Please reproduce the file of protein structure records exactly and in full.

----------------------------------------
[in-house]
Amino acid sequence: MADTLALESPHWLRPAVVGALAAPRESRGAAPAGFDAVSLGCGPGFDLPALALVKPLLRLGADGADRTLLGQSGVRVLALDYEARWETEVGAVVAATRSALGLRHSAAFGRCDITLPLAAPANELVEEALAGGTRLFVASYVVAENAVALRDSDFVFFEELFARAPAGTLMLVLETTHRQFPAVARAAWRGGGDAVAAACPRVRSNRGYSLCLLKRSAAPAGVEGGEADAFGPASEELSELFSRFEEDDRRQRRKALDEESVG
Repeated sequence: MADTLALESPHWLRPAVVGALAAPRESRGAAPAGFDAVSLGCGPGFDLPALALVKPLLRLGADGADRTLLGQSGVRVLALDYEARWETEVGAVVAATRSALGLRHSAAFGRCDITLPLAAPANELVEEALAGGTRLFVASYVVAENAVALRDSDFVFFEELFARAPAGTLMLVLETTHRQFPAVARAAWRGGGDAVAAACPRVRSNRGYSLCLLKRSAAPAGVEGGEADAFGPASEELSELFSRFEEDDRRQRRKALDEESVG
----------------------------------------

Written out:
[in-house]
Amino acid sequence: MADTLALESPHWLRPAVVGALAAPRESRGAAPAGFDAVSLGCGPGFDLPALALVKPLLRLGADGADRTLLGQSGVRVLALDYEARWETEVGAVVAATRSALGLRHSAAFGRCDITLPLAAPANELVEEALAGGTRLFVASYVVAENAVALRDSDFVFFEELFARAPAGTLMLVLETTHRQFPAVARAAWRGGGDAVAAACPRVRSNRGYSLCLLKRSAAPAGVEGGEADAFGPASEELSELFSRFEEDDRRQRRKALDEESVG
Repeated sequence: MADTLALESPHWLRPAVVGALAAPRESRGAAPAGFDAVSLGCGPGFDLPALALVKPLLRLGADGADRTLLGQSGVRVLALDYEARWETEVGAVVAATRSALGLRHSAAFGRCDITLPLAAPANELVEEALAGGTRLFVASYVVAENAVALRDSDFVFFEELFARAPAGTLMLVLETTHRQFPAVARAAWRGGGDAVAAACPRVRSNRGYSLCLLKRSAAPAGVEGGEADAFGPASEELSELFSRFEEDDRRQRRKALDEESVG